In Brooklyn, a Ghost of Breweries Past


Numerous Brooklyn breweries died of thirst after the National Prohibition Act went into effect in 1920. The industry revived after the act’s repeal in 1933, but was again badly damaged by a labor strike in 1949, which allowed big national Midwestern brewers like Anheuser-Busch and Miller to invade the New York market in force.

By 1952, just four Brooklyn brewers were left, and in 1976, the borough’s last two, Rheingold and Schaefer, were shuttered, done in by high local costs and the inefficiencies of their aging plants. Housing, some of it very upscale, has been built on former Rheingold and Schaefer sites.

After a decade-long dry spell, Brooklyn Brewery brought the brewmaster’s art back to King’s County, selling its first batch of Brooklyn Lager in 1988 and opening a factory in Williamsburg in 1996. The company’s retro label — designed by Milton Glaser with a looping “B” evocative of both classic German beer labels and the Brooklyn Dodgers — projected a renewed pride in Brooklyn.

Today the borough is a place of special ferment, home to 25 breweries, according to the New York City Brewers Guild. Many operate in the same neighborhoods as their forebears: six in Williamsburg and Greenpoint, and another seven in Bushwick and in the adjacent Queens neighborhood of Ridgewood. Seven more are clustered in and around the greater Gowanus area.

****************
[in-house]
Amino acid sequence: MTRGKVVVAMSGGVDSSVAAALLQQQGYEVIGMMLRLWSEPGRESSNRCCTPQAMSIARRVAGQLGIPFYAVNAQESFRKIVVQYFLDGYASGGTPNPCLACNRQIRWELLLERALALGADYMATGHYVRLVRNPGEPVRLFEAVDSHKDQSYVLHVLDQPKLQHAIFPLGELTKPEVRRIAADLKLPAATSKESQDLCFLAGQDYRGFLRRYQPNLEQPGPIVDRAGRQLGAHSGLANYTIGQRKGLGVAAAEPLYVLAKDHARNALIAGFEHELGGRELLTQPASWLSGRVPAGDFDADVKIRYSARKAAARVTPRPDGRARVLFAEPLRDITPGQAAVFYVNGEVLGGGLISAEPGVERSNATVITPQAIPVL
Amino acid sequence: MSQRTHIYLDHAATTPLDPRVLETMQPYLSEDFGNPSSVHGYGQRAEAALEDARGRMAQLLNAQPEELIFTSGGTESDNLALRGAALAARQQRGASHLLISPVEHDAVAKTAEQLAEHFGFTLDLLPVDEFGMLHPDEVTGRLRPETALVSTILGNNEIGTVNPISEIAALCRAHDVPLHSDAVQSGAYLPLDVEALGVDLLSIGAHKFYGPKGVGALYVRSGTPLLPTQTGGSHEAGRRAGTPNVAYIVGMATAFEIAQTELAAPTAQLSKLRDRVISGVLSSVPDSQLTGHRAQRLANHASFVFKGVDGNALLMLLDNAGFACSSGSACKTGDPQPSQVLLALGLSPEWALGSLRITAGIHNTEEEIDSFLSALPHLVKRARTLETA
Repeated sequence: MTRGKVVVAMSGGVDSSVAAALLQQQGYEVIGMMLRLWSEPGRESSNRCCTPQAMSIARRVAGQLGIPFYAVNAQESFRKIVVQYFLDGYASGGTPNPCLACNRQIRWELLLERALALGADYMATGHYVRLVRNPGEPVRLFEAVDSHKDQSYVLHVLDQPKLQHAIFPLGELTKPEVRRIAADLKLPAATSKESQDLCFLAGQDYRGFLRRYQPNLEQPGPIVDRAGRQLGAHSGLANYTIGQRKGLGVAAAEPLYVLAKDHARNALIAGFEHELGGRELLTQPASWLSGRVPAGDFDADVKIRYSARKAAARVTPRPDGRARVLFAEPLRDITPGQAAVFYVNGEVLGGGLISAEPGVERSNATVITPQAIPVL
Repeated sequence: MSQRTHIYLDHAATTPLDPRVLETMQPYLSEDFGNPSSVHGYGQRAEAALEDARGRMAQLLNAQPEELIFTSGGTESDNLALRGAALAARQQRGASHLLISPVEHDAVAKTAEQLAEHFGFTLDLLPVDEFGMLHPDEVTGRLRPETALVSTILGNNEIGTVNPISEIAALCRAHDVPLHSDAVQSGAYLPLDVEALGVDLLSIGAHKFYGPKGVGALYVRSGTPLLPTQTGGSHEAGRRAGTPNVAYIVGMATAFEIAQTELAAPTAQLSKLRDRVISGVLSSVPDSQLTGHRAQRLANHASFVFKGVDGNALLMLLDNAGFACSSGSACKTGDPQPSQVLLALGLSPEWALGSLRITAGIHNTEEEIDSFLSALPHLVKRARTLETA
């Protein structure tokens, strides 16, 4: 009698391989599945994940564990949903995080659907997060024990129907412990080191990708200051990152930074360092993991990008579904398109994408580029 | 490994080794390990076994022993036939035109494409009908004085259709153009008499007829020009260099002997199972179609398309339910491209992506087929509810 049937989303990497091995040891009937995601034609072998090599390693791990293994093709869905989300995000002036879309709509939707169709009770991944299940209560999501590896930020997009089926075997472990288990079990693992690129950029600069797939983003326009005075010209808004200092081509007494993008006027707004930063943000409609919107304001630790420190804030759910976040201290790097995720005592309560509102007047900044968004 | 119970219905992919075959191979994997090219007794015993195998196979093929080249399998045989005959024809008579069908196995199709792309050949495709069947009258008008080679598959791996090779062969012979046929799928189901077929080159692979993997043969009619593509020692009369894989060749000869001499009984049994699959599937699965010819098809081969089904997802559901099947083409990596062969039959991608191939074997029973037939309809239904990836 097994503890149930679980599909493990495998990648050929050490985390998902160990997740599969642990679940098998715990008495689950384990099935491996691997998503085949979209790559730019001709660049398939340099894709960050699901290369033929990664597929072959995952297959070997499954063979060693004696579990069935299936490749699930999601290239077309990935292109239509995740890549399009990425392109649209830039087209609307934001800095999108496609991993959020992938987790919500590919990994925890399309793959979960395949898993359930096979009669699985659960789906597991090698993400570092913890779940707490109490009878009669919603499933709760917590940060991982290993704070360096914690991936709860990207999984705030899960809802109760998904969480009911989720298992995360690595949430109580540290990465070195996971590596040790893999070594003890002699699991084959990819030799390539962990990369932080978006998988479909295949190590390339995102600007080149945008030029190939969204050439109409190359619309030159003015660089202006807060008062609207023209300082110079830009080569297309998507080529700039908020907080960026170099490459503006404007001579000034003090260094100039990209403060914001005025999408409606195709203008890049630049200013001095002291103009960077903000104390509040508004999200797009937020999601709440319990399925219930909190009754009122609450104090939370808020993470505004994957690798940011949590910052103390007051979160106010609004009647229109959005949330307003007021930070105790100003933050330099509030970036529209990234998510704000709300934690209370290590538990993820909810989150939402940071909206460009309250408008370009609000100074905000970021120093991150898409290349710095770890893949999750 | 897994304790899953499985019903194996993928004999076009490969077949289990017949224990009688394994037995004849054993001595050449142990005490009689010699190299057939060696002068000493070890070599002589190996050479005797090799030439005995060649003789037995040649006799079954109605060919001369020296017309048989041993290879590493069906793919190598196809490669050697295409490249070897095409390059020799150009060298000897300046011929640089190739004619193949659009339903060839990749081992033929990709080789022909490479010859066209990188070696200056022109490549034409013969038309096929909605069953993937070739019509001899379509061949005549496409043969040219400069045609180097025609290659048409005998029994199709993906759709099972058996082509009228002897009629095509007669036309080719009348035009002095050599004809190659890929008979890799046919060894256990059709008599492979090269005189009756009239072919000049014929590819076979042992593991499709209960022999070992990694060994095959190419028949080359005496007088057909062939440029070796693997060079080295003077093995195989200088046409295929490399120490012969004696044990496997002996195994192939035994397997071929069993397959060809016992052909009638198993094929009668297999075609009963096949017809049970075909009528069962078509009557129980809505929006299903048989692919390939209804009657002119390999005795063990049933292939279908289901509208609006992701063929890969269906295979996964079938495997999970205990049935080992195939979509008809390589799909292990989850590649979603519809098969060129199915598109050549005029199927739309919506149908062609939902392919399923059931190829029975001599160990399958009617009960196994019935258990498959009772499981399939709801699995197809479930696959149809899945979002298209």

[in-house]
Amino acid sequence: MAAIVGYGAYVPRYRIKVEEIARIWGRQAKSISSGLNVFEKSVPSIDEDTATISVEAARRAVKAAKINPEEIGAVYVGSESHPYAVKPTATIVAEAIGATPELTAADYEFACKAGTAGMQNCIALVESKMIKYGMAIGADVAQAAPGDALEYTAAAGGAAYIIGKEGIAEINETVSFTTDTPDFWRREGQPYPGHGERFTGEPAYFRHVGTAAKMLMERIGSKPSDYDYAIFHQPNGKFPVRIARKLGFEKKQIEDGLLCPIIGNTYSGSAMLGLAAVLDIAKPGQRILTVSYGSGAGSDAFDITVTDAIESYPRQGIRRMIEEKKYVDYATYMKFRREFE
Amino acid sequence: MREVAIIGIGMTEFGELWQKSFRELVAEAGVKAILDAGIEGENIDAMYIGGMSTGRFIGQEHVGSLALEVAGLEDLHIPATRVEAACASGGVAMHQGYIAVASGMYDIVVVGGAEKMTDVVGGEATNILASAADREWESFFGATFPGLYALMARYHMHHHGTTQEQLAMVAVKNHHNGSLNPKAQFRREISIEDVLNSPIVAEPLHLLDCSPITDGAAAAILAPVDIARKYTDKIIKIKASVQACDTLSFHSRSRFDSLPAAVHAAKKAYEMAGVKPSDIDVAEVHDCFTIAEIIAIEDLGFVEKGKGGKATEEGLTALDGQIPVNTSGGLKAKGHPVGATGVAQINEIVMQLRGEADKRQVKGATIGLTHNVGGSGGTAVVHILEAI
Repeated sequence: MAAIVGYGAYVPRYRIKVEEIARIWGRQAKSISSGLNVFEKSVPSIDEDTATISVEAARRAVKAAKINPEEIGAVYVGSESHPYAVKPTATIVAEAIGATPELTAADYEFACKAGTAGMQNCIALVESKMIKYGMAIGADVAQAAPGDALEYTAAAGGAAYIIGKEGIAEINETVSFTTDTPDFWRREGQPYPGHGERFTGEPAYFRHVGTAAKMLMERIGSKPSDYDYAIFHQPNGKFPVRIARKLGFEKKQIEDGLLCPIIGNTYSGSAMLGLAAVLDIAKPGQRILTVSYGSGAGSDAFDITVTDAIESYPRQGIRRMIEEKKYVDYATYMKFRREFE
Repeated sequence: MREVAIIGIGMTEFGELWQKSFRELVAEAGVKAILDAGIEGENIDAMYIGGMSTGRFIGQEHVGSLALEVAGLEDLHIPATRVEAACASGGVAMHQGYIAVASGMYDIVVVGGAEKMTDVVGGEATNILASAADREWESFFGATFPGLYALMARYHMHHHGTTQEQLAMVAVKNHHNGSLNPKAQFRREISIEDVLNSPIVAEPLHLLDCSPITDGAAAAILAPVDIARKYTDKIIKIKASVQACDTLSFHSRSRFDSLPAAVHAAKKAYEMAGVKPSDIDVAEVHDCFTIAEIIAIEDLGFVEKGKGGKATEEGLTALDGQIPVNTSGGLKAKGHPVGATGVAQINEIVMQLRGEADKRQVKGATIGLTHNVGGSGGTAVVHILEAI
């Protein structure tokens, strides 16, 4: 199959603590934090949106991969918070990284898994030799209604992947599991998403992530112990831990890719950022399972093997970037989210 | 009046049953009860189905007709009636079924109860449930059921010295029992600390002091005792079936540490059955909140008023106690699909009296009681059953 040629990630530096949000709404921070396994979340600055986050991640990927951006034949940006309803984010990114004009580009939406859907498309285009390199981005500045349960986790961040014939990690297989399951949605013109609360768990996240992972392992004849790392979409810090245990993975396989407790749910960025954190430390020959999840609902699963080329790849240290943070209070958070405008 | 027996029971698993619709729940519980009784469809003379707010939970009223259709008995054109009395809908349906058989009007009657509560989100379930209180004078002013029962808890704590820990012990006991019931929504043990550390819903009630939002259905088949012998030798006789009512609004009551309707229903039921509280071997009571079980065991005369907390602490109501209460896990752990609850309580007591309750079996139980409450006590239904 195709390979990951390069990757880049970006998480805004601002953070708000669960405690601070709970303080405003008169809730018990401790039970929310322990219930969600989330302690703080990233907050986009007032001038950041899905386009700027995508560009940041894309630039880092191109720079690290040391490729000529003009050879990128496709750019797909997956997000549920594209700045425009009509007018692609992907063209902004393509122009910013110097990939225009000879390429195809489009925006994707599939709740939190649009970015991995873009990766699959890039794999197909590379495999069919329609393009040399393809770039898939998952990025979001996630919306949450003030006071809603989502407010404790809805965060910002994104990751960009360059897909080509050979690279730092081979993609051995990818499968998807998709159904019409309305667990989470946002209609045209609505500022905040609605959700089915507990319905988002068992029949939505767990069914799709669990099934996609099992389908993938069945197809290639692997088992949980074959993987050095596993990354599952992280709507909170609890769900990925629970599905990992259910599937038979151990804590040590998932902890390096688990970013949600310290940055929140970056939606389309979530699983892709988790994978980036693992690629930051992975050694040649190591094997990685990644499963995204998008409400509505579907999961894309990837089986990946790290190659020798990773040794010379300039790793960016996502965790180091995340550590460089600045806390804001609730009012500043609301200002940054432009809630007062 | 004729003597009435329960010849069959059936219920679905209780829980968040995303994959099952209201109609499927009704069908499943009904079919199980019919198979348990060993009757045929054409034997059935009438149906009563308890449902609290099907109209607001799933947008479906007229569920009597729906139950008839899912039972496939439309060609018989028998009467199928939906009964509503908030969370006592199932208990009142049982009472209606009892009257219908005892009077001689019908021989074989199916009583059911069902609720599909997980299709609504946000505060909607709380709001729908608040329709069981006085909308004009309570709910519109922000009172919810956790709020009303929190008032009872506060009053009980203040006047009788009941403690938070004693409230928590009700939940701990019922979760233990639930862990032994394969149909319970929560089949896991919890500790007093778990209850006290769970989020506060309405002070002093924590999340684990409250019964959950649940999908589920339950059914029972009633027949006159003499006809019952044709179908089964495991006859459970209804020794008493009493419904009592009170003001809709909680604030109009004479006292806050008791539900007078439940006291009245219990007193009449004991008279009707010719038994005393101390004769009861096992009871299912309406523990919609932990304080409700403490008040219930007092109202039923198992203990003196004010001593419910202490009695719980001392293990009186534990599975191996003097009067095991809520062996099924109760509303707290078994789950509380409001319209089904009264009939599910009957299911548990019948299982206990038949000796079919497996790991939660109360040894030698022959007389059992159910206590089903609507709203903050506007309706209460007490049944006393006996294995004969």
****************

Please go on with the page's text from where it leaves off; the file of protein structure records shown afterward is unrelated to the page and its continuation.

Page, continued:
Many of these new brew houses are small, niche operations, another echo of the late 19th century.

“I have a collection of old New York City brewery bottles, and lots of the brewers were tiny, selling to their neighborhood,” said Steve Hindy, a co-founder of Brooklyn Brewery. “What’s happened today is, I think, a back-to-the-future of that model: The breweries that came back are making most of their money at that location in their tasting rooms.”

The William Ulmer Brewery, by contrast, grew to be a major producer.

Ulmer, a German native, immigrated to America around 1850 at age 17 and took a job at a New York City brewery owned by two uncles. He rose to the position of brew master at a second family firm before cofounding the Vigelius & Ulmer Continental Lagerbier Brewery in the early 1870s.



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